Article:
No Longer Majority Black, Harlem Is in Transition

Sam Roberts, New York Times, January 6, 2010

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{snip} Since 2000, the proportion of whites living there [in central Harlem] has more than doubled, to more than one in 10 residents–the highest since the 1940s. The Hispanic population, which was concentrated in East Harlem, is now at an all-time high in central Harlem, up 27 percent since 2000.

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{snip} The 1990 census counted only 672 whites in central Harlem. By 2000, there were 2,200. The latest count, in 2008, recorded nearly 13,800.

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About 15 percent of Harlem’s black population is foreign-born, mostly from the Caribbean, with a growing number from Africa.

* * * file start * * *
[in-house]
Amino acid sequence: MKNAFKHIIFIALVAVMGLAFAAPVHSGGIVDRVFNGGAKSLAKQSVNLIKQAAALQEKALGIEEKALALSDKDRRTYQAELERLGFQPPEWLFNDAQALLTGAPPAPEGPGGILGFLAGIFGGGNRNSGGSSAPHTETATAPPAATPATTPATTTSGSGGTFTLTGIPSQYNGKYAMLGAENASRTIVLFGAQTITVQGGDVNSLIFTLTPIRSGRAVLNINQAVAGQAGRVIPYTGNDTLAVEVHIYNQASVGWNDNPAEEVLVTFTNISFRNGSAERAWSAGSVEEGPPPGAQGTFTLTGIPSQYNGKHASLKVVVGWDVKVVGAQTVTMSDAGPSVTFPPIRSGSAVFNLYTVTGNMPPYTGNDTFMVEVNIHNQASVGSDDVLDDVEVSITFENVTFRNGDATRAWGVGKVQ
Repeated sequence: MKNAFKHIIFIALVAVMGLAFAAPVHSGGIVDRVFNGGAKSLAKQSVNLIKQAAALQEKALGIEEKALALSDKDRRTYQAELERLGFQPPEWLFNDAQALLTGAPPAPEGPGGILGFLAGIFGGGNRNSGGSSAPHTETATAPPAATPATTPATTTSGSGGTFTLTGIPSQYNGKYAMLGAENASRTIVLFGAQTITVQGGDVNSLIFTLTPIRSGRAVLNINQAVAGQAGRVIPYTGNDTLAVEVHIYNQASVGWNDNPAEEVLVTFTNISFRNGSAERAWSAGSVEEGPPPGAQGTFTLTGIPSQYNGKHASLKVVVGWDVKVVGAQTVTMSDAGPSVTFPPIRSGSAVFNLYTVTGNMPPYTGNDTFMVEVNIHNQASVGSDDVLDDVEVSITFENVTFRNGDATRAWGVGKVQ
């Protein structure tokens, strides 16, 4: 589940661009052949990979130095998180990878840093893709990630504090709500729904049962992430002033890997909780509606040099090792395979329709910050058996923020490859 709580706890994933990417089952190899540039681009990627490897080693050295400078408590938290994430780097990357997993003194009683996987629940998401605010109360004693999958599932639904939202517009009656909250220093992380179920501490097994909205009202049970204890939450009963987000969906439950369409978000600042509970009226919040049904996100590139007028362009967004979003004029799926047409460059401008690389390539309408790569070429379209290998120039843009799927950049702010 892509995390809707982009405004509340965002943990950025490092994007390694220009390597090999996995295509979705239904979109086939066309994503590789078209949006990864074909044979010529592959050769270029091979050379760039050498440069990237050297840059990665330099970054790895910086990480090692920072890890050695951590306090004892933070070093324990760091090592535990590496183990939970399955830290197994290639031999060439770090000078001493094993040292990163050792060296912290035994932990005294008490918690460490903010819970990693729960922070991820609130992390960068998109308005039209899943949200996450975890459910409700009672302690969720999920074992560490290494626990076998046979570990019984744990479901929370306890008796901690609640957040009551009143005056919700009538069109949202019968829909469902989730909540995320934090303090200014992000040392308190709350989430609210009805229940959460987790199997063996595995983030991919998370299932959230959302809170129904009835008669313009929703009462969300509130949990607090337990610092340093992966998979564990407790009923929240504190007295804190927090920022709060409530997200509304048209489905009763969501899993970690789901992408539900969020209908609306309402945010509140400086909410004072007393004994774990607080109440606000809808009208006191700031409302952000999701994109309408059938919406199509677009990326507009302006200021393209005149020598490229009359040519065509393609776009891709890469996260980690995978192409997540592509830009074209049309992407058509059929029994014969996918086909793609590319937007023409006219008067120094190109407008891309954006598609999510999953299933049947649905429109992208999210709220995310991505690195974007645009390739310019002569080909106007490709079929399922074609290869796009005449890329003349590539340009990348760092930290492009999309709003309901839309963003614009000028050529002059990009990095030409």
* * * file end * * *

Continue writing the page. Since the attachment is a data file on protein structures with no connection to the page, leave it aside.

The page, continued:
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Other analysts point to the outflow of some blacks and the influx of others as positive evidence that barriers to integration have fallen in other neighborhoods and that Harlem has become a more attractive place to live.

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Geneva Bain, the district manager of Community Board 10, {snip} acknowledged, though, that white newcomers have sometimes been greeted ambivalently. “Integration is very subjective,” Ms. Bain said. “One person’s fellowship is another person’s antagonism. I am one who thinks that central Harlem has become a better place because of integration.”

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